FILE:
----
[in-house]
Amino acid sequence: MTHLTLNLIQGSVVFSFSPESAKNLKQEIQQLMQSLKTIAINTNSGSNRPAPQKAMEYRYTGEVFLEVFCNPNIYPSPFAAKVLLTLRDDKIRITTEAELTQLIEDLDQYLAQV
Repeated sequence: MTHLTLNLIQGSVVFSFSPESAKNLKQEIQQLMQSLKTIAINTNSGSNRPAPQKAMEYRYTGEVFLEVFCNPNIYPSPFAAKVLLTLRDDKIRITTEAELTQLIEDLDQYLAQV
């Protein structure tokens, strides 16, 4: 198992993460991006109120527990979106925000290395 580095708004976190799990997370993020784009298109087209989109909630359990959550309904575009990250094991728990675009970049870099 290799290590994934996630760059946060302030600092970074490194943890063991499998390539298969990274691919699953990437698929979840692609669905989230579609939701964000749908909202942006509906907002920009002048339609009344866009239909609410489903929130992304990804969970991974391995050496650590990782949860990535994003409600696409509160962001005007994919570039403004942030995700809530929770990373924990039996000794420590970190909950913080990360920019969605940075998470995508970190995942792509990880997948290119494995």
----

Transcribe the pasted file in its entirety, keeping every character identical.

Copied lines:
[in-house]
Amino acid sequence: MTHLTLNLIQGSVVFSFSPESAKNLKQEIQQLMQSLKTIAINTNSGSNRPAPQKAMEYRYTGEVFLEVFCNPNIYPSPFAAKVLLTLRDDKIRITTEAELTQLIEDLDQYLAQV
Repeated sequence: MTHLTLNLIQGSVVFSFSPESAKNLKQEIQQLMQSLKTIAINTNSGSNRPAPQKAMEYRYTGEVFLEVFCNPNIYPSPFAAKVLLTLRDDKIRITTEAELTQLIEDLDQYLAQV
């Protein structure tokens, strides 16, 4: 198992993460991006109120527990979106925000290395 580095708004976190799990997370993020784009298109087209989109909630359990959550309904575009990250094991728990675009970049870099 290799290590994934996630760059946060302030600092970074490194943890063991499998390539298969990274691919699953990437698929979840692609669905989230579609939701964000749908909202942006509906907002920009002048339609009344866009239909609410489903929130992304990804969970991974391995050496650590990782949860990535994003409600696409509160962001005007994919570039403004942030995700809530929770990373924990039996000794420590970190909950913080990360920019969605940075998470995508970190995942792509990880997948290119494995």